- German telecoms giant goes too far in quest to protect magenta brand
- Obtains injunction against Lemonade over pink branding
- Insurance company seeks to have DT's magenta trademark invalidated
- Accuses telco of 'corporate bully tactics'
Deutsche Telekom is seeking to have sole use of the colour pink the world over.
At least, that's the gist of a claim against the German telco by online insurance company Lemonade, which found itself on the receiving end of a legal demand to change its pink branding, the colour of which is close to Deutsche Telekom's current magenta hue, and decided to turn to the authorities rather than capitulate.
"In the German telecommunications industry, Deutsche Telekom is associated with a particular shade of pink it calls 'magenta,' though for years it has tried to take a wide range of pinks away from businesses across multiple industries and countries," said Lemonade's cofounder and CEO Daniel Schreiber this week, listing a variety of small businesses in Europe and the US that have fallen foul of the telco's quest to own pink in recent years; Deustche Telekom also lost a high-profile magenta battle it instigated against Telia in Denmark just over a decade ago, incidentally.
"If some brainiac at Deutsche Telekom had invented the color, their possessiveness would make sense. Absent that, the company's actions just smack of corporate bully tactics, where legions of lawyers attempt to hog natural resources – in this case a primary color – that rightfully belong to everyone," Schreiber said.
Strong words, but you can see his point. This looks like unnecessary protectionism on the part of the telco giant.
But this case is not quite as simple as two companies, in for the most part non-competitive industries, who happen to have similar-coloured logos. The colour pink is intrinsic to the identities of both companies.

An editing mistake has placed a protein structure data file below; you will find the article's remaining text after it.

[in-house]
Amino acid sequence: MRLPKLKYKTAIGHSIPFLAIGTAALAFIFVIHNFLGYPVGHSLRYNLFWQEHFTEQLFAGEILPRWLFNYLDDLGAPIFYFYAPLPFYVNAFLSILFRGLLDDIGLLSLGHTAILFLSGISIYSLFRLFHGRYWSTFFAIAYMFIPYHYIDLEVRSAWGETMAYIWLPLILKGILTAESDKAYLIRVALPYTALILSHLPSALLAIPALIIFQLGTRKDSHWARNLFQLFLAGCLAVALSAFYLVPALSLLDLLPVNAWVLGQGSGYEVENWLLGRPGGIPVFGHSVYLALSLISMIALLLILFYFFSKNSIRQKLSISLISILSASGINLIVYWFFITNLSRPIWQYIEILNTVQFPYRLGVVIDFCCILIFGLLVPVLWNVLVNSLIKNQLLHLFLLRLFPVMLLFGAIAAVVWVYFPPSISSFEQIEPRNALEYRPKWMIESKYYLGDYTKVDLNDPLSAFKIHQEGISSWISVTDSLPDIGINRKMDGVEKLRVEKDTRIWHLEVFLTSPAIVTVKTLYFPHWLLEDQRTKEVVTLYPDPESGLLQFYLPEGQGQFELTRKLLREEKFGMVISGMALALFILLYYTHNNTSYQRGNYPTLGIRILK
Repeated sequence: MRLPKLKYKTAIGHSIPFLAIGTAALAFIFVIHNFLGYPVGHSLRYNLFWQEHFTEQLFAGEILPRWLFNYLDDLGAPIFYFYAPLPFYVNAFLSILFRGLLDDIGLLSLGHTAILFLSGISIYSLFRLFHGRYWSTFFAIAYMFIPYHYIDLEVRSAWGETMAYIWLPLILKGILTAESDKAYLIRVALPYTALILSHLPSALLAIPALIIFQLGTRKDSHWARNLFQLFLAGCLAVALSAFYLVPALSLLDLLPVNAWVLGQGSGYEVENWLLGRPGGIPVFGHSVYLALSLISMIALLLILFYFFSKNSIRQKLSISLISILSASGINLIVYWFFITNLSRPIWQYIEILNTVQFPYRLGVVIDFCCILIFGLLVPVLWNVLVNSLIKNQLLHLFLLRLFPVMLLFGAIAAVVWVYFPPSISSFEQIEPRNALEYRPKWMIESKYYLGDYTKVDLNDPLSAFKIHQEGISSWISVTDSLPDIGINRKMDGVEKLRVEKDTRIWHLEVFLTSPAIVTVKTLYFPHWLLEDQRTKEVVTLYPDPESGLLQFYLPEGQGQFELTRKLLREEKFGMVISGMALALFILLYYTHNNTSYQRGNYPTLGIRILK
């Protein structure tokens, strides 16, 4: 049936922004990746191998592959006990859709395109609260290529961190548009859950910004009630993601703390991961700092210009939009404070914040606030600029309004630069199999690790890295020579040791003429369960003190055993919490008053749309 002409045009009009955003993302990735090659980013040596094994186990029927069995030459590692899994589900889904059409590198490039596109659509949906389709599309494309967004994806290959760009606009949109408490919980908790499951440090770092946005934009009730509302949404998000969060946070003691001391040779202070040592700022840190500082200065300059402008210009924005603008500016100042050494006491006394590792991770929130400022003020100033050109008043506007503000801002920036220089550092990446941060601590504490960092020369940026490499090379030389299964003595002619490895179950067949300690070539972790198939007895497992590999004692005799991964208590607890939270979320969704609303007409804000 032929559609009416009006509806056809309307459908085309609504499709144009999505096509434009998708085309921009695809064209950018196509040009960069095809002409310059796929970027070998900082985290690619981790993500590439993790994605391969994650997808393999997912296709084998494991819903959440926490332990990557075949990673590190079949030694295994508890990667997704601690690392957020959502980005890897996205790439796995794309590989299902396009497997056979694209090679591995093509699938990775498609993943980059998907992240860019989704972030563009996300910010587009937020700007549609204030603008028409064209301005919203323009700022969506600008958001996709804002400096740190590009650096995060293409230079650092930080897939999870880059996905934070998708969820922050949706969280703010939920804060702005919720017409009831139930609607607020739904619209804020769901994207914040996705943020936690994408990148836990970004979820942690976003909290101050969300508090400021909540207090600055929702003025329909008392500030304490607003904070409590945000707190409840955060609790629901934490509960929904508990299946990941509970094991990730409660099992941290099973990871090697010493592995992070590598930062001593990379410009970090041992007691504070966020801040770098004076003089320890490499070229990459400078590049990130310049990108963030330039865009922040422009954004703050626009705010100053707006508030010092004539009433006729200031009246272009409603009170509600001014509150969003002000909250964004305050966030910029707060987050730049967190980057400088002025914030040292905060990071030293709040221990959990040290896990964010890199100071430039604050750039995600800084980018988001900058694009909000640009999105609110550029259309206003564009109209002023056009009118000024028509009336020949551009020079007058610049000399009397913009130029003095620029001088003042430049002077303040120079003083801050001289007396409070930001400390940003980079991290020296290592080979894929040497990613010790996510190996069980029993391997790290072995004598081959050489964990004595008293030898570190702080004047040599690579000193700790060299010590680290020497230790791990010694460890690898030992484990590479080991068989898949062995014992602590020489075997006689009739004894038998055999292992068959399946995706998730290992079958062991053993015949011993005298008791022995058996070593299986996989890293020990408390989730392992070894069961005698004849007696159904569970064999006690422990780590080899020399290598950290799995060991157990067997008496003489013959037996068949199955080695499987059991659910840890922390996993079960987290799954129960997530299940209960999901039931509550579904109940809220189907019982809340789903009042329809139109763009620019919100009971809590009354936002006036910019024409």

Lemonade notes that it has been using pink "prominently and proudly" since it launched in 2015, and shared details of an Instagram campaign "in which hundreds of everyday objects are dunked into pink paint," noting that said campaign has been viewed 18 million times in recent months.
Meanwhile, just six months ago Deutsche Telekom rebranded its newly-enlarged operations in Austria as Magenta Telekom, seeking to capitalise on the fact that the colour is synonymous with its business in both Germany and its international markets.
Indeed, in covering that brand launch, my own words were: "the merest hint of magenta, in telecoms and possibly the even the wider world, positively screams Deutsche Telekom."
Surely it would now amount to a U-turn to suggest that Deutsche Telekom has overstepped the mark in an attempt to protect that brand identity.
Possibly a little. But this is not really about the strength or otherwise of Deutsche Telekom's association with magenta. It's about whether or not a major corporate has the right to prevent a much smaller outfit in a separate industry from using a colour, a public domain asset, if you like, to promote its business.
The authorities will decide. Thus far Deutsche Telekom has obtained a preliminary injunction against Lemonade, requiring it to change its pink branding in Germany. Lemonade operates in the US and Germany only, having launched in the latter in June, hence the timing of the spat. Lemonade complied with the order, albeit temporarily, it says, but declined to sign away its right to use the colour pink as requested by Deutsche Telekom, "choosing instead to challenge its hegemony over pink in all jurisdictions," it said.
Instead, it has filed a motion with the European Union Intellectual Property Office (EUIPO) to invalidate the telco's magenta trademark and is petitioning the German Trademark Office to revoke its claim to the colour magenta in the insurance sector.
You have to wonder what Deutsche Telekom was thinking.
Yes, Deustche Telekom is magenta through-and-through, from its corporate logo to the colour of T-Mobile US CEO John Legere's underpants (one assumes). It is understandable that it wants to protect this identity and that it's concerned that another flash of magenta on the Internet – let's not forget that Lemonade is an online-only outfit; it has no high street presence – would detract from its own visibility.
But...well, tough. It might be possible to trademark a particular shade, but an entire colour family? Madness, surely.
"Think about it: your printer has but 3 colors - cyan, yellow and magenta. The idea that Deutsche Telekom owns magenta in all its variations, across industries and countries, seems like a proposition worth challenging," said Schreiber.
Indeed. I would have more sympathy if Lemonade were a telecoms or tech firm, but an online insurer? Sorry, DT, you've gone too far.
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